Floor pattern @ Mt. Ithome, Messene, Greece 780 BCE

 

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The Problem with Minorities in Architecture

 

Monument to the March Dead

In my last iteration of this section of the website, I openly displayed my shortcomings in terms of design in architecture; pinning my lack of ability on a lack of talent. In many respects I wasn’t far off the mark as evidenced by the cartoonish caricatures presented as graduate work.

I often wondered why these stick figures weren’t summarily rejected by my advisor. He knew I was having visions, but I didn’t have a clue as to what caught his attention; why on more than one occasion he referred to me as unusual. It was even more puzzling when the Dean of Architecture at the time, an architect of some renown, asked for a copy of my work. Even though perplexed, I continued – with the support of my advisor - expressing structures that lay upon my unconscious landscape; and it is for this unwavering support that I once again wish to dedicate this section to Professor Jesse Reichek, Professor of Architecture Emeritus, College of Environmental Design, University of California at Berkeley.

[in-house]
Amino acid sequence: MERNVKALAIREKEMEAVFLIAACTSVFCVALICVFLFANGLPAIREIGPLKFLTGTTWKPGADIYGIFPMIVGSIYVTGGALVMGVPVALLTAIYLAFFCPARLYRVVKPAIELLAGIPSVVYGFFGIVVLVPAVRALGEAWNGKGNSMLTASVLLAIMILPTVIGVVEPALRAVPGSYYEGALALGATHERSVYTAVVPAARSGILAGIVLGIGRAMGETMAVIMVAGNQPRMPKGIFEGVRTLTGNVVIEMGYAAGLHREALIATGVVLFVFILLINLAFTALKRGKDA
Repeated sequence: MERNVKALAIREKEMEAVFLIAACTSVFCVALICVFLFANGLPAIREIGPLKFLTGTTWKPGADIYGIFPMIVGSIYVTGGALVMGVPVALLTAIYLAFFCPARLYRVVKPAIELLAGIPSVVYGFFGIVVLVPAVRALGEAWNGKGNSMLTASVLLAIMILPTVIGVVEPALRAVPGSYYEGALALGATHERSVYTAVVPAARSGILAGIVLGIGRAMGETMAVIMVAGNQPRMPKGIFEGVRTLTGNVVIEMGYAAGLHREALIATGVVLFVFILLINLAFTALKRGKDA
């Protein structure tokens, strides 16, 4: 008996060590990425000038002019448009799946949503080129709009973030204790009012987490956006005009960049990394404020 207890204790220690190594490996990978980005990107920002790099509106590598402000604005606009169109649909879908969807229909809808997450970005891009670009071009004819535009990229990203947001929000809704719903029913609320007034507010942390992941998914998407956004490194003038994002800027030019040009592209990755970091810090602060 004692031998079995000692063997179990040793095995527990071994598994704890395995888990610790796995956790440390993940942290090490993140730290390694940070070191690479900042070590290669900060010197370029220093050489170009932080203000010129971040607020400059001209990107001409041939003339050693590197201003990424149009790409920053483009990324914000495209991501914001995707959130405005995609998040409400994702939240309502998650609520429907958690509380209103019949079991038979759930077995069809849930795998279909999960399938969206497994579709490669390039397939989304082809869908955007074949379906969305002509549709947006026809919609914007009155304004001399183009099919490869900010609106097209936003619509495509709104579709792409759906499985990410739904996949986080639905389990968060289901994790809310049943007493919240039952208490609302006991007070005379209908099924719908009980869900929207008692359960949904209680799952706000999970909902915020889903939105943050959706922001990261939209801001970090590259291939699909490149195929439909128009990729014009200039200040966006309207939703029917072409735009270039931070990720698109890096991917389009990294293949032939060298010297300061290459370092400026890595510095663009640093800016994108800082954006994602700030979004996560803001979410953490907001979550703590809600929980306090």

On return from Greece I set about documenting my experience of classical sculpture and architecture and by coincidence stumbled on the reason I was allowed such latitude in architecture school. As an outsider, a minority in architecture, I fell prey to the natural native tendency of “subordinating realism to symbolic or stylistic expression of inner experience” – one of the main tenets of Expressionist Architecture.

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